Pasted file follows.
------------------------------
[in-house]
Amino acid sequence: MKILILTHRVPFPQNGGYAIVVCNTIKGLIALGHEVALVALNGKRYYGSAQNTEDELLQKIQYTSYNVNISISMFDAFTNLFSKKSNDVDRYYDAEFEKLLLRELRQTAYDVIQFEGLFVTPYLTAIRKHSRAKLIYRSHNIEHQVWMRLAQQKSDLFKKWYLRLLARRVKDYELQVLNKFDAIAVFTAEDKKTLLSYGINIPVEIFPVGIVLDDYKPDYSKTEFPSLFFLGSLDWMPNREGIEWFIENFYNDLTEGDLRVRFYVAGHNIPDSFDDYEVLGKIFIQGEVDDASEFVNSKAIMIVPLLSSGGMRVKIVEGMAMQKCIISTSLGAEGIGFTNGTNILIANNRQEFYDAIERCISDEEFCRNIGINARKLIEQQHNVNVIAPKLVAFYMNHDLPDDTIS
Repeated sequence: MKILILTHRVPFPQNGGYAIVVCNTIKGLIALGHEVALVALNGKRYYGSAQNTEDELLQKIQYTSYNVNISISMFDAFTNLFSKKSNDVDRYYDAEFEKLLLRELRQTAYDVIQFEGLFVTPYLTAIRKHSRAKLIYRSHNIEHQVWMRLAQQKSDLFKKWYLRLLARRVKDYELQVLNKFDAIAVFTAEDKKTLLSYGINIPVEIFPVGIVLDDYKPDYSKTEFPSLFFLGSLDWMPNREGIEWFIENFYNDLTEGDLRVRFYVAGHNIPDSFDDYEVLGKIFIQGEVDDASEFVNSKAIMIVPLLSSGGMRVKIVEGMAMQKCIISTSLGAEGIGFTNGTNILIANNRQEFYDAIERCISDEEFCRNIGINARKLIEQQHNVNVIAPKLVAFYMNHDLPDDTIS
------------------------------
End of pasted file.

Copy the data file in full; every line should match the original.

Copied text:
[in-house]
Amino acid sequence: MKILILTHRVPFPQNGGYAIVVCNTIKGLIALGHEVALVALNGKRYYGSAQNTEDELLQKIQYTSYNVNISISMFDAFTNLFSKKSNDVDRYYDAEFEKLLLRELRQTAYDVIQFEGLFVTPYLTAIRKHSRAKLIYRSHNIEHQVWMRLAQQKSDLFKKWYLRLLARRVKDYELQVLNKFDAIAVFTAEDKKTLLSYGINIPVEIFPVGIVLDDYKPDYSKTEFPSLFFLGSLDWMPNREGIEWFIENFYNDLTEGDLRVRFYVAGHNIPDSFDDYEVLGKIFIQGEVDDASEFVNSKAIMIVPLLSSGGMRVKIVEGMAMQKCIISTSLGAEGIGFTNGTNILIANNRQEFYDAIERCISDEEFCRNIGINARKLIEQQHNVNVIAPKLVAFYMNHDLPDDTIS
Repeated sequence: MKILILTHRVPFPQNGGYAIVVCNTIKGLIALGHEVALVALNGKRYYGSAQNTEDELLQKIQYTSYNVNISISMFDAFTNLFSKKSNDVDRYYDAEFEKLLLRELRQTAYDVIQFEGLFVTPYLTAIRKHSRAKLIYRSHNIEHQVWMRLAQQKSDLFKKWYLRLLARRVKDYELQVLNKFDAIAVFTAEDKKTLLSYGINIPVEIFPVGIVLDDYKPDYSKTEFPSLFFLGSLDWMPNREGIEWFIENFYNDLTEGDLRVRFYVAGHNIPDSFDDYEVLGKIFIQGEVDDASEFVNSKAIMIVPLLSSGGMRVKIVEGMAMQKCIISTSLGAEGIGFTNGTNILIANNRQEFYDAIERCISDEEFCRNIGINARKLIEQQHNVNVIAPKLVAFYMNHDLPDDTIS